Product Review - Kindle
Kindle is the latest wireless reading device from Amazon, with a library of over 360,000 books, magazines, newspapers and blogs. It is set to rival (amongst others) Sony’s e-reader and the Barnes and Noble’s Nook.
The Kindle is slim and lightweight; just over a third of an inch in depth and about 10.2 ounces. It has wireless coverage, much like a mobile phone, so you can download books anywhere without having to be in a Wi-Fi hotspot. It uses Amazon’s own network; Whispernet, which works through 3G so you can use it abroad as well as at home. In this newest Kindle the battery lasts up to a week, even with the wireless on, which is an improvement on its predecessor which only lasted 4 days. With the wireless off the battery can for two weeks. The screen is made using the same colour chemicals used to make paper white and ink black, so it has the same contrast as you would get reading a book. It is also capable of storing up to 1,500 books at one time.
When downloading books you can sample the first few chapters before you commit to buying and you can trial the newspapers and magazines for two weeks before committing to a subscription and blogs you subscribe to are automatically updated. In the U.S. you can now get audio books which have to be first downloaded to your computer and then transferred to the Kindle.
To buy a Kindle from Amazon.com it will now only cost $259, ($40 cheaper than it previously was at $299) or you can get a Kindle DX is $489. The Kindle DX is basically the same, except that it’s slightly bigger in size and much bigger in terms of memory capacity, but its wireless coverage only spans the U.S. For only $9.99 you can buy bestsellers direct to your Kindle. This book pricing is causing controversy amongst publishers. They worry that Amazon is going to dominate the e-book, as their prices are lower than many others can afford to reduce to. While the reader itself is not necessarily any cheaper than its competitors, the books are being sold a lot cheaper. Publishers are concerned since they make most of their money from hardcover sales, which would earn them around $15 more than the e-books would. A possible solution they have suggested for this is to release the hardcover and then wait a while before releasing it in e-book.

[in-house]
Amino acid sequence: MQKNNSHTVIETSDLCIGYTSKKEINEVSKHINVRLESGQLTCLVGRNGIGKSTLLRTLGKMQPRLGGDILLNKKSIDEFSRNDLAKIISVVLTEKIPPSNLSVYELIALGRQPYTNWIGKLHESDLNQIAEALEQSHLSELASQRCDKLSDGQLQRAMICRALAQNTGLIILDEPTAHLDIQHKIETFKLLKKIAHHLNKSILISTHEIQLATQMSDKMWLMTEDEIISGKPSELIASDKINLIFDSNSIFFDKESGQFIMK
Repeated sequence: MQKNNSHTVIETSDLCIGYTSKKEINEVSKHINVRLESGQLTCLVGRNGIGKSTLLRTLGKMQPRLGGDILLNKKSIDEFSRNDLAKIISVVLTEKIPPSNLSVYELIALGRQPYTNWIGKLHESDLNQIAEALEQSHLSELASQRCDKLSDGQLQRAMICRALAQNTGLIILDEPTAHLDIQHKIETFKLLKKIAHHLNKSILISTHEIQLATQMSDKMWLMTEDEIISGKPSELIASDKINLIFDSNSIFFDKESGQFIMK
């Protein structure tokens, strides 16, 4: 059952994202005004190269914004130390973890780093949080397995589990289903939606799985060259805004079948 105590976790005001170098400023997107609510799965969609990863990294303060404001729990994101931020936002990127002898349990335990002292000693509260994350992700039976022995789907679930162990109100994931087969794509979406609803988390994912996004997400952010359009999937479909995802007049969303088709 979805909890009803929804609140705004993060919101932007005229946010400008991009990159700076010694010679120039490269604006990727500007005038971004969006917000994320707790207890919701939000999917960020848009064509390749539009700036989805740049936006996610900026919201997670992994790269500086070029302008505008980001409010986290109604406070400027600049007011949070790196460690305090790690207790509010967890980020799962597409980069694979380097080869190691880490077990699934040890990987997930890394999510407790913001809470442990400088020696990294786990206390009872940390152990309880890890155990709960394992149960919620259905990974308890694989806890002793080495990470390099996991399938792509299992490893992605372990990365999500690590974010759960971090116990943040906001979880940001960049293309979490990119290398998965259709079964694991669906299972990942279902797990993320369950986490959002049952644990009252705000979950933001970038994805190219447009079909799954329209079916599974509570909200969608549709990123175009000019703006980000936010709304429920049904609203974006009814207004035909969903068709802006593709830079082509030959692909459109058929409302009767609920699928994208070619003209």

I personally think that by making books cheaper and more accessible to the general public then literacy and people’s general interest in reading will increase. It can only be a good thing if more people can be encouraged to read. People who were too lazy to go to a book shop, or thought books were too cumbersome to carry around, will have no excuse. It is also beneficial to people who need large print books, as you can magnify the size of the text on the screen to suit your needs. I also think that while publishers may lose money on individual sales, customers may be more easily persuaded to buy two or three books instead of just one; maybe buying books they would not otherwise have done.
In conclusion, I think that if you’re interested in an e-reader then the Amazon Kindle is as good as any. While the price for the gadget itself is not a particular bargain, the e-books and other products available definitely rival those of the competitors. If you are a big reader then you will certainly get a lot for your money and make the purchase worthwhile.